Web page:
Germany: Death Of Pregnant Mother Due To POISONED Glucose-Test

Pharmacies in the German city of Cologne have been shuttered pending a major probe, after a pregnant mother and her baby died shortly after she took a common glucose-based test. The product was bottled in local drug stores.

There’s nothing to suggest from local media reports that the woman had any medical condition that had compromised her health, and the drug she took was simply to test for gestational diabetes. An autopsy later revealed that she had died from multiple organ failure. Despite the best efforts to save her baby with an emergency cesarean section, the unborn child also did not survive.

As the incident triggered some alarm, German authorities closed the Holy Spirit Pharmacy where the 28-year-old woman had purchased the contaminated glucose test, along with two of its other branches. The move is a precaution while the investigation is ongoing, North Rhine-Westphalia’s Health Ministry said on Thursday.

Meanwhile the state government said it is “not possible to completely rule out the possibility of other customers being endangered by medicines supplied by the pharmacy.”

Forensic investigators have discovered that a “toxic substance” which can be found in pharmacies but should not be in the diabetes test was found in a container used to transfer the glucose into sachets, public prosecutor Ulrich Bremer said on Tuesday. Reports have suggested it was an anesthetic substance.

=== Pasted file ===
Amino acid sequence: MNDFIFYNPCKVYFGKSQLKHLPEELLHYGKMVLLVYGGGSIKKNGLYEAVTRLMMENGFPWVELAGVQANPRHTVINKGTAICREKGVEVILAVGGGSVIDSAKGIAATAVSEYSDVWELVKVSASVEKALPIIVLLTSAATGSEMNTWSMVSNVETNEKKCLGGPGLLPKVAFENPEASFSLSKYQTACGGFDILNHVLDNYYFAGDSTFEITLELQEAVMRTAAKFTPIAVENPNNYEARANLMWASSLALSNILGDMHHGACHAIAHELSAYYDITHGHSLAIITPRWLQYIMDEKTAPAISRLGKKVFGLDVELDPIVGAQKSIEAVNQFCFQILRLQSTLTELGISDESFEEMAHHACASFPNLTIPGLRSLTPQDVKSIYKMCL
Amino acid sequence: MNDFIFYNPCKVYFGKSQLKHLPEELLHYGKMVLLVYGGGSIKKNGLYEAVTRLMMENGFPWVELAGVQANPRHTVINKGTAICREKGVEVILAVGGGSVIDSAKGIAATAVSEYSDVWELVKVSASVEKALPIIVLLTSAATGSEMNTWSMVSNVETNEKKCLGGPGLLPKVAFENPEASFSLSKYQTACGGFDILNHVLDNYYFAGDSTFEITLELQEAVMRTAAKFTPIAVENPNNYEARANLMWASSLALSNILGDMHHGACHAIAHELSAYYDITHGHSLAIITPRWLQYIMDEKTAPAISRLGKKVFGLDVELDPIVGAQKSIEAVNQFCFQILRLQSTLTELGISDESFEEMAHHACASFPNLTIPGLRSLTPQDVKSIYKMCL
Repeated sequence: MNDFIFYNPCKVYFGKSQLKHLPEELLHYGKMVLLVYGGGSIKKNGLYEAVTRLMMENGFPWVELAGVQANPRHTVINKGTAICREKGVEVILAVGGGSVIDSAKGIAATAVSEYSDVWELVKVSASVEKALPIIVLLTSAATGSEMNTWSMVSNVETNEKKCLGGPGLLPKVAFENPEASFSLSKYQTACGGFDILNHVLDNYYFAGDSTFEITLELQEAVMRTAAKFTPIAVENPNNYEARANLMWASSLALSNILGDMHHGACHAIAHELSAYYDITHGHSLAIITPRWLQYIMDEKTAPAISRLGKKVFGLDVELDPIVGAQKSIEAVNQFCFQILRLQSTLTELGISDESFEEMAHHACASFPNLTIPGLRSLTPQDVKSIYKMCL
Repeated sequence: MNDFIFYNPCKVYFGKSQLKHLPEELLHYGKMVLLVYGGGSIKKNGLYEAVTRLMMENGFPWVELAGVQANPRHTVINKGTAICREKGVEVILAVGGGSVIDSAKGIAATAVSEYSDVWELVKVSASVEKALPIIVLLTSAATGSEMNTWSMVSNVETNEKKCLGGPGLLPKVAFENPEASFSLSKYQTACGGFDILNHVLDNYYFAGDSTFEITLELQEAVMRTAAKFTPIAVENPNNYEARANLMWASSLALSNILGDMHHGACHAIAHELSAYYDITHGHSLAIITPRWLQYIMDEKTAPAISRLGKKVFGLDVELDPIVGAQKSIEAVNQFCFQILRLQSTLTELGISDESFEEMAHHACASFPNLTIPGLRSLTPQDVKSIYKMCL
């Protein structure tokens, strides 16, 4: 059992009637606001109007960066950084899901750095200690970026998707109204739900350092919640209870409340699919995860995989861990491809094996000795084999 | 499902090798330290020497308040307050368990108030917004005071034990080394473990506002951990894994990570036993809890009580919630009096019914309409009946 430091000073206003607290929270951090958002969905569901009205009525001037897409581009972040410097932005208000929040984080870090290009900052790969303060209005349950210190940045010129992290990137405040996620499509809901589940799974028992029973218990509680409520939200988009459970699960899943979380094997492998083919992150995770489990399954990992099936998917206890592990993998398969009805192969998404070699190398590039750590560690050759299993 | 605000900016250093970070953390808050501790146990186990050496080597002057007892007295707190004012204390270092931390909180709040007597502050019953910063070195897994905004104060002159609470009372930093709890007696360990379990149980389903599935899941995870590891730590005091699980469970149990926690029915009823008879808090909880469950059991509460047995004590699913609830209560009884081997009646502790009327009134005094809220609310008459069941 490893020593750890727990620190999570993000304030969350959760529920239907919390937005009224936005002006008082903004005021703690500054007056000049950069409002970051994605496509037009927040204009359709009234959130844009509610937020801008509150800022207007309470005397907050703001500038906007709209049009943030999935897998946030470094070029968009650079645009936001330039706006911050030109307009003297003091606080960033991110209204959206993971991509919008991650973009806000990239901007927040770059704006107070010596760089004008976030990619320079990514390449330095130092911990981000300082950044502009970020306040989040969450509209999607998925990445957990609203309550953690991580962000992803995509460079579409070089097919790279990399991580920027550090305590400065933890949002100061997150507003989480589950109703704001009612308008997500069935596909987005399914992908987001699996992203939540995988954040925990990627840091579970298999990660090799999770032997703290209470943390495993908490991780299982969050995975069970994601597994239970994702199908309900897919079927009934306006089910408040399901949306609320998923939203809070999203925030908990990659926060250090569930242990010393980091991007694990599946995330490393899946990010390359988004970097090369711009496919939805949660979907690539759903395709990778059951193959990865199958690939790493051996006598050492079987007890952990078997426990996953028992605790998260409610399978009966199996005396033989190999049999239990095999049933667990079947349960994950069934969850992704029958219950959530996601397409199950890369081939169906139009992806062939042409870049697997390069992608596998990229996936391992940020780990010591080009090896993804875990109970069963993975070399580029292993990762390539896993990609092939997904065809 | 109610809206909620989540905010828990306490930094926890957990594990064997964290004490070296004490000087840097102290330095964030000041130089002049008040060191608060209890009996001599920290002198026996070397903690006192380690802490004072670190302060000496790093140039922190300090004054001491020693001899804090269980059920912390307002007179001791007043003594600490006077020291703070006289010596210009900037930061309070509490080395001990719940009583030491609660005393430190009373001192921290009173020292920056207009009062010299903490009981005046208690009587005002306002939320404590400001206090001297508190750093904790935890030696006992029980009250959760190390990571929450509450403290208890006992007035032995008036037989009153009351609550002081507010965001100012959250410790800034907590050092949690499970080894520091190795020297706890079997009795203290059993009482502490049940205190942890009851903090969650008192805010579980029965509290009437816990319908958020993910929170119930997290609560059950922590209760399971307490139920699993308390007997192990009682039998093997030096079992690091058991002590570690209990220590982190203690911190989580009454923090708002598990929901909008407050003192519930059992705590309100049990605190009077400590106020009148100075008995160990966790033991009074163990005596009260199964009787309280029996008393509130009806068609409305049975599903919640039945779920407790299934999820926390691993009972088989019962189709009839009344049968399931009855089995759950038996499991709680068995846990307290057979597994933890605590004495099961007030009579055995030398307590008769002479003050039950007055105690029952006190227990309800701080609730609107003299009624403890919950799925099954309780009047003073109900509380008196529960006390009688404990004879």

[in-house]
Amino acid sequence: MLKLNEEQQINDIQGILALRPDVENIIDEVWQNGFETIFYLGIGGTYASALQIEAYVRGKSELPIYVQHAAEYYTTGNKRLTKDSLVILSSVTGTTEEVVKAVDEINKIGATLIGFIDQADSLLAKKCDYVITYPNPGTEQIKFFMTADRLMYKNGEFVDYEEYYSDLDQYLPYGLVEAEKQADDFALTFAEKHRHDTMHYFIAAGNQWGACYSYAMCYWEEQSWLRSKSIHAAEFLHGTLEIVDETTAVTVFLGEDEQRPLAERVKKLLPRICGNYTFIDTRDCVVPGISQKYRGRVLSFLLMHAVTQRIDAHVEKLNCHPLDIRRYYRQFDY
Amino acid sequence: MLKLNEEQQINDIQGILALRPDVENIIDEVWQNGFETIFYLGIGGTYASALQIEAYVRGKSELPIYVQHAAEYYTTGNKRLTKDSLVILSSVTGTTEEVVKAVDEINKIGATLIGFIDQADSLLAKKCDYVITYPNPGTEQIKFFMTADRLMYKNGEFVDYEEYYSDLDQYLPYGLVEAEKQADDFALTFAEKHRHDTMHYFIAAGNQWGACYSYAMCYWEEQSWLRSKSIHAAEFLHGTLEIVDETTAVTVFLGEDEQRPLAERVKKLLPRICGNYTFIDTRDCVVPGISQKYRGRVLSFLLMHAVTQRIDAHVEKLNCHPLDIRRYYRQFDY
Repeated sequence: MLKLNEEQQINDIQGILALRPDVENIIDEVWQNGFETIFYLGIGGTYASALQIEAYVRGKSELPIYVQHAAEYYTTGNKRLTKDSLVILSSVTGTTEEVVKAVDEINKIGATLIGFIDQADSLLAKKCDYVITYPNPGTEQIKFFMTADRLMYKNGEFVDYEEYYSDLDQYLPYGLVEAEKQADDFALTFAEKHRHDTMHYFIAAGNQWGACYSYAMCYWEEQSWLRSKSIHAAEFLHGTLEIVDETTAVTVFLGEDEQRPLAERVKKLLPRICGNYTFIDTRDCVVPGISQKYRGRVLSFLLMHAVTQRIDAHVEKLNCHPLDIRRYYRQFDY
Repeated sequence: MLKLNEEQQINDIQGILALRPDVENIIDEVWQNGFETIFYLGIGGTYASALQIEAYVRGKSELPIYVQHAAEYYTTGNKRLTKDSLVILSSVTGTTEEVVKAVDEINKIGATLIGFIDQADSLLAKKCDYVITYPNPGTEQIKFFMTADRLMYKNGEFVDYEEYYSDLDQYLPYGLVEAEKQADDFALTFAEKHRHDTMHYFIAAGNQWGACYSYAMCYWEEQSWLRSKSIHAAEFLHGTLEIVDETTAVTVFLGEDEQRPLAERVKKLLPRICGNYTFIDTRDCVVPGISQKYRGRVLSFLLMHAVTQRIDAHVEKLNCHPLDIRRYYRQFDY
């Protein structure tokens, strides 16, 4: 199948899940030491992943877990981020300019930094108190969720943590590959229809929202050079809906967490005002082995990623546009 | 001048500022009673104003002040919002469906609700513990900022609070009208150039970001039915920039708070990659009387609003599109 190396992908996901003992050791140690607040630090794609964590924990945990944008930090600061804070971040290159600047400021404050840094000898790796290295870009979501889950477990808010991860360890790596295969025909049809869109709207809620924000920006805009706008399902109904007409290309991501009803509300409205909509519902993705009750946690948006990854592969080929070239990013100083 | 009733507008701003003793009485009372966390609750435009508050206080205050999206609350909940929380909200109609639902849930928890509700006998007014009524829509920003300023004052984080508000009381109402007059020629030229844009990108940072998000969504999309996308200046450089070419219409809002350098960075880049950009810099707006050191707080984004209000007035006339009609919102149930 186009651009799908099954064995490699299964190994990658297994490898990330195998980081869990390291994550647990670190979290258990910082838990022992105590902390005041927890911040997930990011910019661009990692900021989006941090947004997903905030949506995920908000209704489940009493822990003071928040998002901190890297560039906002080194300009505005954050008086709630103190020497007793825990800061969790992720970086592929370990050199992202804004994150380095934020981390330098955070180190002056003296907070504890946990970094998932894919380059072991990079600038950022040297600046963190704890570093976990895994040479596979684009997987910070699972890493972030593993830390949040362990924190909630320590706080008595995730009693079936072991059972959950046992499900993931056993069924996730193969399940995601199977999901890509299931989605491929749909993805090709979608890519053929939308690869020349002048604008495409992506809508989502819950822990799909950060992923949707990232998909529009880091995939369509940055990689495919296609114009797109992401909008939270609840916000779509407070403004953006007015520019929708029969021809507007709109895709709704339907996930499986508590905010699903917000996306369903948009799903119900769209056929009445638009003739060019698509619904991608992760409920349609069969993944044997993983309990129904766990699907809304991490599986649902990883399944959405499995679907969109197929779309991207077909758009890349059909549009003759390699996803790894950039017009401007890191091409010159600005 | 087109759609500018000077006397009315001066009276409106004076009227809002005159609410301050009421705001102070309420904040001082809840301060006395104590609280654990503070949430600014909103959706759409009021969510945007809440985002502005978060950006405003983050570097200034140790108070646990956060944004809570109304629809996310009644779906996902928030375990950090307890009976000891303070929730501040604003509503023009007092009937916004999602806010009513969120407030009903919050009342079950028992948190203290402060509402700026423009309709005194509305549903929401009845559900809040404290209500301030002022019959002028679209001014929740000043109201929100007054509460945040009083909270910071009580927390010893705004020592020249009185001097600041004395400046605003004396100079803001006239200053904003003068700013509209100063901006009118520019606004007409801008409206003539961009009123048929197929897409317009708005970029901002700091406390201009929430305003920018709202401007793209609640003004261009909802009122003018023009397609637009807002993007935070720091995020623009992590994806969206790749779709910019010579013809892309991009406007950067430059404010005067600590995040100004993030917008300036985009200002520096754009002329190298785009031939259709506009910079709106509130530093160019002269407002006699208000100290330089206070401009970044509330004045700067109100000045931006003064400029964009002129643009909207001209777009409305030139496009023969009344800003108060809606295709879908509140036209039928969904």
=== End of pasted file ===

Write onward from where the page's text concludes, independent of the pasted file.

A “20-strong police murder squad” is now looking into whether there was intentional tampering with the substance or whether it was contaminated through negligence, The Local reported. The team of investigators is questioning witnesses, investigating pharmacy records and probing for other evidence. The possibility that the poisoning was deliberate has not been ruled out.

German media reports also say that a second woman was given the same preparation and experienced abnormal complications, but she stopped before she had consumed the entire amount. She was brought to hospital experiencing cardiac arrhythmia, but was released a day later.

The diabetes test is routine for expectant mothers in Germany and requires the woman to take a highly concentrated glucose solution before having their blood sugar levels checked by a doctor.

Since the pharmacies were closed almost a week after the deaths, police warned other women who had purchased the tests in the meantime to hand them in at the nearest police station. The pharmacy where the woman bought the tainted test has also been prevented from selling any products it had bottled or produced itself.

Pharmacy owner Till Fuxius told the DPA news agency that he was “stunned” by the “unimaginable tragedy” and that he could not explain the deaths. “I’m a witness, not the accused,” he said.

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